Reply
  • Irata - Monday, January 14, 2019 - link

    But the article clearly says that "In gaming with a discrete graphics card, for example, if you've invested in something like the GTX 1080, the Intel Pentium will push more frames and higher minimums in practically every test at every resolution."

    I am not saying this is not correct - the G5400 runs @ 3.7 Ghz vs. the Athlon's 3.2 Ghz - but again even mentioning something like this... if you go for either of the two APU, it is because you want / need to spend the minimum money available, so it's definitely not GTX 1080 territory. I could see them mentioning something in the RX 1030 Ti / 1050 / RTX 560 range but even then there are better alternatives.
    Reply
  • sing_electric - Monday, January 14, 2019 - link

    I don't think that anyone would realistically pair a $55 CPU with a GPU that's worth 10x that (except in oddball cases- like a base that you plan on upgrading), but that they didn't want any of the benchmarks to be GPU-limited. If they used say, a GTX 1030/50 or RX 550/60, some of the benchmarks might have been GPU-limited and would make the AMD and Intel parts look similar in ways they're not.

    A good, but separate idea is to do builds that hit various price points using combinations of AMD and Intel CPUs with/without dGPUs to see where you win. At today's prices, ~$250 is enough for a cheap-ish enclosure/psu ($70), 8GB DDR4 ($55), 256GB SSD ($60) and mobo ($60), so for $300 you'd be comparing these 2 processors with IGP, but for $400+ things get interesting (since you could compare say, the Ryzen 3 and 5 APUs vs. this chip with a dGPU), and $500+ things get a lot more interesting. For $600+, you're in a place where you have a lot of flexibility with creating a system that works for your use case (including more storage, RAM, etc.)
    Reply
  • Irata - Monday, January 14, 2019 - link

    Very good suggestion actually - the builds at different price points including all needed hardware.

    As for the GPU benchmarks - on one hand I do understand that they don't want a GPU bottleneck, but realistically if buyers in this range do not go for GPU that cost more than 150-200 and they do get identical results, then this is what matters to the buyer.

    That said, I still think that the Pentium Gold would make for good budget gaming PC paired with something like a GTX 1050 Ti *if* it were available at MSRP - would definitely prefer it to the Athlon GE at that price point.

    Funny thing is Ian says "y. The two chips in today’s analysis, the Intel Pentium Gold G5400 and the AMD Athlon 200GE, cost around $60 apiece, which I forked out for personally as I was never expecting to be sampled."

    The question is: When and where ? The Intel CPU shortage has been going on for a few months now, so if he got it right after release, it may have been worth checking prices before writing the article.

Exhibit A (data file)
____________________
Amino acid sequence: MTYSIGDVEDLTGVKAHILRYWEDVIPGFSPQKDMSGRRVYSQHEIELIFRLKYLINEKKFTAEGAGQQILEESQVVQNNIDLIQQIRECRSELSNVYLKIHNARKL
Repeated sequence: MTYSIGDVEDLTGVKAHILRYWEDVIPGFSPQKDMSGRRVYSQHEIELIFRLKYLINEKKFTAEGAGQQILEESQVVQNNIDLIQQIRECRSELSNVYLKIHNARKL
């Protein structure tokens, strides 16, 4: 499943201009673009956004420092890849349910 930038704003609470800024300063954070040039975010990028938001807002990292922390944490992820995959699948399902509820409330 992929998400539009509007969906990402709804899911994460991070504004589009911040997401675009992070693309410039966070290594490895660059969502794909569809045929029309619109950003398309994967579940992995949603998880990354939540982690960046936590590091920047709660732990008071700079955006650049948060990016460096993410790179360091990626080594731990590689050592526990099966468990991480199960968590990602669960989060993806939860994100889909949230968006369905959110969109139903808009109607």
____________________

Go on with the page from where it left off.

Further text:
If there is a store that has them in stock for this price, it would be helpful to say which one it is.

    But it's not and it hasn't been so I quite fail to see the point of this article. You either get a much better CPU / APU from AMD for the same price or a much worse (lower clocked 2C/2T Celeron) Intel based CPU
    Reply
  • silverblue - Tuesday, January 15, 2019 - link

    It would make sense to benchmark on a GTX 1030 (GDDR5) or RX 550 in addition to the 1080 to show what you could expect with more likely hardware, in addition to highlighting the Pentium's superior IPC out of the box.

    We would definitely appreciate that overclocked test suite, that's for certain. I know people will say that the Athlon isn't supposed to be overclocked, but given that a handful of motherboard manufacturers are now offering this - MSI, ASUS and Gigabyte to name three - I feel that it could be a viable alternative if you really need cheap and cheerful.
    Reply
  • ikjadoon - Monday, January 14, 2019 - link

    This article is about a year-late on MSRP pricing, unfortunately:

    https://camelcamelcamel.com/Intel-Pentium-Desktop-...

    That 14nm supply shortage: by the time prices go back down, Sunny Cove will be out, so where does article fit?

    As hardware gets EOL'd, it raises in price, so these things will be priced even worse.
    Reply
  • sing_electric - Monday, January 14, 2019 - link

    The way I read that is that Intel has gotten very good at 14nm yields, and no longer has (m)any processors with enough issues that they have to sell them as a G5400, and can instead sell them as faster, higher end parts. Reply
  • ikjadoon - Monday, January 14, 2019 - link

    You missed the key issue. "...instead sell them as faster, higher-end, and *more expensive* parts." They might make more money selling "working chips with disabled features" at $65 than "working chips with all features" at $120.

    Unless Intel is selling a product reliably at $55 to $85, then it's lost sales. These Pentiums are the default in the $250 to $500 office PC space.
    Reply
  • sing_electric - Tuesday, January 15, 2019 - link

    When there's not a shortage, sure, you sell good chips with disabled features, since you'd rather sell a Core i3 than have an i5 unsold, and you'd rather sell a Pentium than have an i3 stuck in channel, but *right now* Intel's capacity-constrained: They can't make enough higher-end parts to meet demand, so it seems like they're really trying to sell every chip as the highest-end version of whatever it is (they're even selling chips with disabled IGP at the high end, presumably because the IGP is faulty). Reply